Criminal Justice Paper on Methods of Reporting Crime in U.S

Methods of Reporting Crime in U.S.

  1. Uniform crime reporting which is a program run by the Federal Bureau of Investigation to collect information regarding crime which is necessary for law enforcement in the country. The information is relied on by administration officers to enforce the law as well as students pursuing criminal justice to determine the crime rate in the nation. Information is collected through four main methods which include: National Incident- Based Reporting System (NIBRS), Hate Crime Statistics Program, the Law Enforcement Officers Killed and Assaulted program and the Summary Reporting System (SRS) (FBI, 2018). The information collected is then analyzed and published in various forms to the public. The indicators are important in gauging the society’s present state and to evaluate the government’s ability to deal with crime. The information from the FBI is reliable and shows the trends over long periods of time.
  2. Self-report surveys of victimization provide data from individuals who report being victims of crime whether property or personal crimes. These surveys have been used to formulate criminology theories and for research on social life (Lynch & Cantor, 2000, p. 87). This measurement method provides information that might not be available in police reports. House hold surveys on the national population gives clear information from victims and non-victims, thus that data is different in nature and depth.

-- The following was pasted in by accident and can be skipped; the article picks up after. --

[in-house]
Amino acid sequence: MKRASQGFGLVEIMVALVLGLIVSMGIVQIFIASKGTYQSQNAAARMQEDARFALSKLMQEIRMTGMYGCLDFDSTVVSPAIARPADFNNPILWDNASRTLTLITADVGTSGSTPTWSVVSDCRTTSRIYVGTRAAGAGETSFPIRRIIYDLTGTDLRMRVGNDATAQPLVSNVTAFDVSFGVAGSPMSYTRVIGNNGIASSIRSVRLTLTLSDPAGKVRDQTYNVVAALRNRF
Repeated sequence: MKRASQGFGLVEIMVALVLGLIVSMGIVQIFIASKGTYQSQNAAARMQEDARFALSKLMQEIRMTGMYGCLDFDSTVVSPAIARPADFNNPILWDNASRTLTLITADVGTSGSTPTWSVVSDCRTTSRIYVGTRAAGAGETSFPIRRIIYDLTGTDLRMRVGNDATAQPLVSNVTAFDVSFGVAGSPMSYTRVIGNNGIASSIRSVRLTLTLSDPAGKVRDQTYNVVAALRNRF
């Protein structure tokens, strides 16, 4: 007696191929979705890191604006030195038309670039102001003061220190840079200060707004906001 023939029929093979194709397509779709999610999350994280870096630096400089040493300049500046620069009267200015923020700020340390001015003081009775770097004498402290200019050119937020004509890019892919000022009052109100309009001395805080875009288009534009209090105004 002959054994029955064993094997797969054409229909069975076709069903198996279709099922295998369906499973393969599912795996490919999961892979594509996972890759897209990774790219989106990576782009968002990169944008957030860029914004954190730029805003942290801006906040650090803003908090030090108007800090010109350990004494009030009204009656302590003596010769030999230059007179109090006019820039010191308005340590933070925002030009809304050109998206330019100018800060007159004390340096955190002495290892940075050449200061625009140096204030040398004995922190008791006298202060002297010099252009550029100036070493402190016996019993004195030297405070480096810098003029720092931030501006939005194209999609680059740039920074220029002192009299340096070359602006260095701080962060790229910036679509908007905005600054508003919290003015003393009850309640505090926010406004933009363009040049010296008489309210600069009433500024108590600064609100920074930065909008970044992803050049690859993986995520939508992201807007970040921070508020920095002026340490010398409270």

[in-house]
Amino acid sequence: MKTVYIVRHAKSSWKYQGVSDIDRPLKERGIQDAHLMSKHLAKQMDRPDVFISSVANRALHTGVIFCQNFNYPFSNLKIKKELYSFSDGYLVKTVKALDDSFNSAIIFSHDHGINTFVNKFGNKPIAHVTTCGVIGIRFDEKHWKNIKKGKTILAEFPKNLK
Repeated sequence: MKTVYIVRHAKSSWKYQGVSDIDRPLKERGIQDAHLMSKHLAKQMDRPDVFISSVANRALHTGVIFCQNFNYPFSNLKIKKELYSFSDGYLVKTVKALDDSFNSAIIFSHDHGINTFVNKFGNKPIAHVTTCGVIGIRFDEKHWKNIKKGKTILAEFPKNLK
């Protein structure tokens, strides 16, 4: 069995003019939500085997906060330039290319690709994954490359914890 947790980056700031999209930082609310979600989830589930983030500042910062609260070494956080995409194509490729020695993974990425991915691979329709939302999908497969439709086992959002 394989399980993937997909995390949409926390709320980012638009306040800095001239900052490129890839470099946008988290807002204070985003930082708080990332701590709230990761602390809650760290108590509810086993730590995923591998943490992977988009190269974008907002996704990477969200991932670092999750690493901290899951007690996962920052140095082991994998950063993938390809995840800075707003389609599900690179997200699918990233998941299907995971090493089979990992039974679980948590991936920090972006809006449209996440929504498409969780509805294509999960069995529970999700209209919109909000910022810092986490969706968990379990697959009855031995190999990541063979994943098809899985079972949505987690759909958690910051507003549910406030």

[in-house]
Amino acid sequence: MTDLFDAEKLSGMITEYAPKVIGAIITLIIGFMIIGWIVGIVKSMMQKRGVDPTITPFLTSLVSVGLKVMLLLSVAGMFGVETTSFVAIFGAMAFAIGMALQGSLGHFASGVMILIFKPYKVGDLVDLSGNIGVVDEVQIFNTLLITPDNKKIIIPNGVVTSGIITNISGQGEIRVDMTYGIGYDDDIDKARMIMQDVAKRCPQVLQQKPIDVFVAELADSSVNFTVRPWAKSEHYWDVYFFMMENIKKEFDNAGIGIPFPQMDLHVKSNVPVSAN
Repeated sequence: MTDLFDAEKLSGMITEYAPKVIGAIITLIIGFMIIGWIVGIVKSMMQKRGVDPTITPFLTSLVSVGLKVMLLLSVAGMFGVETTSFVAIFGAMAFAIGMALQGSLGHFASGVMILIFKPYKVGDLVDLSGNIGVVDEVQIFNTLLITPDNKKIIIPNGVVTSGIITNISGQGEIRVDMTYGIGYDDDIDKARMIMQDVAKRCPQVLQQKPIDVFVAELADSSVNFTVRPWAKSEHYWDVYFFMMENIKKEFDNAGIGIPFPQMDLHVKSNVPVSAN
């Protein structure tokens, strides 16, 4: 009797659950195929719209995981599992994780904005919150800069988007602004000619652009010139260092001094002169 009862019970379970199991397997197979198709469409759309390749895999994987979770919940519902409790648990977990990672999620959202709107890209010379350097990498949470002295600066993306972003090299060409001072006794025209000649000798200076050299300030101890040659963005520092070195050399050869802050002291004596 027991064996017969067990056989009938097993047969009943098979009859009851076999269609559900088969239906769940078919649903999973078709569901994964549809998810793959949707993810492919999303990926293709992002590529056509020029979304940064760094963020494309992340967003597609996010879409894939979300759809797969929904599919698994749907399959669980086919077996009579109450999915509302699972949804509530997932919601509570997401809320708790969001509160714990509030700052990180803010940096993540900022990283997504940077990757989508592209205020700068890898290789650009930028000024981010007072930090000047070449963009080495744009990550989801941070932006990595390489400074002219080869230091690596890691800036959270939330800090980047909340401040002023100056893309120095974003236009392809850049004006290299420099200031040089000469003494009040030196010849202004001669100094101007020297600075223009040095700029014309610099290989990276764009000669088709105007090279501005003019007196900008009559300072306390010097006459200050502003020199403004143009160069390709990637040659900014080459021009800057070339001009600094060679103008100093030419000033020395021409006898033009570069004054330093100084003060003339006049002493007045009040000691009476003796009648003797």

3. Self- report surveys that report crime incidences from the people who actually committed them. This method is not very common because individuals fear being imprisoned for reporting the crimes. However, the information collected may never have been obtained if the researchers didn’t ask the questions to individuals. This method has given interesting results by showing that show that more people actually commit crimes in the society.




FBI. (2018, September 10). Uniform Crime Reporting (UCR) Program. Retrieved from

Lynch, J. P., & Cantor, D. (2000). Self-Report Surveys as Measures of Crime and Criminal Victimization. Criminal Justice, 4, 85-138.